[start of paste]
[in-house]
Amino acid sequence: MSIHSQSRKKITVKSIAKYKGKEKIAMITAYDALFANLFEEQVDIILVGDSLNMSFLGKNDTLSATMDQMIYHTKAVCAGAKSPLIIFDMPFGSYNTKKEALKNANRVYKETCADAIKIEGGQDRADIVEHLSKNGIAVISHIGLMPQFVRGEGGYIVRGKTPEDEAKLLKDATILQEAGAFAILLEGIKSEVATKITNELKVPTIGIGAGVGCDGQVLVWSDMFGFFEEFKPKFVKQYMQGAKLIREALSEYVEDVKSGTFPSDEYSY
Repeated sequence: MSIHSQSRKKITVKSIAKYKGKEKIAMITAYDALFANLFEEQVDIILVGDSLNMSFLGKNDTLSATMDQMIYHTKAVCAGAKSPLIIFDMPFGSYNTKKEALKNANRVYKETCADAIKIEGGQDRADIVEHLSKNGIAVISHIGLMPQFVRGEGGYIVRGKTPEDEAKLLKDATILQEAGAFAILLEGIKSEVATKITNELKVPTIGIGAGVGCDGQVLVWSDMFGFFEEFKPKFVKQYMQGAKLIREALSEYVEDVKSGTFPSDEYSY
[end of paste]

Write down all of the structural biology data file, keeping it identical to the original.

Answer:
[in-house]
Amino acid sequence: MSIHSQSRKKITVKSIAKYKGKEKIAMITAYDALFANLFEEQVDIILVGDSLNMSFLGKNDTLSATMDQMIYHTKAVCAGAKSPLIIFDMPFGSYNTKKEALKNANRVYKETCADAIKIEGGQDRADIVEHLSKNGIAVISHIGLMPQFVRGEGGYIVRGKTPEDEAKLLKDATILQEAGAFAILLEGIKSEVATKITNELKVPTIGIGAGVGCDGQVLVWSDMFGFFEEFKPKFVKQYMQGAKLIREALSEYVEDVKSGTFPSDEYSY
Repeated sequence: MSIHSQSRKKITVKSIAKYKGKEKIAMITAYDALFANLFEEQVDIILVGDSLNMSFLGKNDTLSATMDQMIYHTKAVCAGAKSPLIIFDMPFGSYNTKKEALKNANRVYKETCADAIKIEGGQDRADIVEHLSKNGIAVISHIGLMPQFVRGEGGYIVRGKTPEDEAKLLKDATILQEAGAFAILLEGIKSEVATKITNELKVPTIGIGAGVGCDGQVLVWSDMFGFFEEFKPKFVKQYMQGAKLIREALSEYVEDVKSGTFPSDEYSY